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GIGO report asks LA to double taxes, rates

Now that the relatively small wasting of money is over, the rotten fruit of that effort urges Louisianans to start wasting a spectacular amount to such a degree it would detract from their quality of life.

That comes courtesy of the garbage-in-garbage-out Climate Initiatives Task Force set up by Democrat Gov. John Bel Edwards, which earlier this month issued its final report. It sought to align the state with environmental goals championed by the far left as reflected in lip service through the flawed Intergovernmental Panel on Climate Change report whose recent summaries have demanded reduction of carbon dioxide emissions by 26 to 28 percent of 2005 levels by 2025, 40 to 50 percent of those levels by 2030, and to net zero by 2050.

The report explains its climate alarmism, and in doing so manages to discredit itself entirely by ignoring climate science. Laying out bombastic yet scientifically unsustainable claims, it contends:

  • Climate change is a planetary threat being driven by human-induced increases in GHG [greenhouse gas] concentrations in the atmosphere that have raised global temperatures … The science behind this is completely unsettled, with vast problems in data and measurement that make this assertion uncertain at best, but with the most basic problem that at least as much evidence exists that rather than temperature changes caused by GHG accumulation changes, it is the opposite.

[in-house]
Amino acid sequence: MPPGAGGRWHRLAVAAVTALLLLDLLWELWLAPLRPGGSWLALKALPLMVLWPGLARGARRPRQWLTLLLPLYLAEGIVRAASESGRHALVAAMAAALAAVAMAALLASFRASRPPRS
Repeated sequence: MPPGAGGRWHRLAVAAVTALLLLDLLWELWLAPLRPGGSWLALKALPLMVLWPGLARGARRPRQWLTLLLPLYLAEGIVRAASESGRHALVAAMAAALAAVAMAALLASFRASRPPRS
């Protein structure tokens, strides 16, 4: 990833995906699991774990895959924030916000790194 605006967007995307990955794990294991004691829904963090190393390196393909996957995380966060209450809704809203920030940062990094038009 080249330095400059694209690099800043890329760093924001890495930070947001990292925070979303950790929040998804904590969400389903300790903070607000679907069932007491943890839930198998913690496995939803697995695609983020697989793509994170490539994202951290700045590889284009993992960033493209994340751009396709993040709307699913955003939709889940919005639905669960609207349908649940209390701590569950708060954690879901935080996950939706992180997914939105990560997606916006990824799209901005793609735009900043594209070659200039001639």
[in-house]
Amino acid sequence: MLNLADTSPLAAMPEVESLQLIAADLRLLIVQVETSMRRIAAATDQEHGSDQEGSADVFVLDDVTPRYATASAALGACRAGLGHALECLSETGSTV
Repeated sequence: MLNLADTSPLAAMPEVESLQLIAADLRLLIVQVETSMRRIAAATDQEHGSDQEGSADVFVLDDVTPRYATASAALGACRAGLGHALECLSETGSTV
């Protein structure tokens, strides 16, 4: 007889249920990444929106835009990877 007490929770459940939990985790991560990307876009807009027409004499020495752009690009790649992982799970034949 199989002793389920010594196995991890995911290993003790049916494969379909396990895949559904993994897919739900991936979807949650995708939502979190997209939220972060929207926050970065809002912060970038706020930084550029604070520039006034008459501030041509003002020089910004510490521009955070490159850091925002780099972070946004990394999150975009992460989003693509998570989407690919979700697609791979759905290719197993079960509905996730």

•        … and made extreme weather more common. In fact, data indicate flooding is not intensifying and becoming more frequent, nor are hurricanes, tornadic activity and intensity have declined, and wildfires and droughts are less frequent and severe than was the case throughout the first half of the 20th century, a period of far less GHG emission and concentration.
  •        Arctic summer sea ice reached its lowest level on record in 2012… which means around Greenland it was barely lower than levels two decades ago. And, over the past several decades Antarctic ice modestly has expanded.
  •        … global average sea level has risen faster in the past century than at any time in the past 1000 years. In reality, ocean tide gauge data shows that the sea level trend has not changed in over 100 years, and show no signs of drastic acceleration, with their tiny annual changes having started well before human carbon dioxide emissions were significant and with the trend unchanged since 1856.  All of the perceived acceleration comes from satellite measurements and could be within the range of measurement error.
  •        In 2019, CO2e concentrations in the atmosphere were at their highest over the last 2 million years, and 19 of the 20 warmest years on record have occurred since 2000. But the U.S. has experienced no significant warming since at least 2005, which throws a wrench into any theory that the alleged negative effects of catastrophic anthropogenic global warming of recent vintage could be caused by that. Further, U.S. thermometer readings report current temperatures similar to those recorded 80 years ago.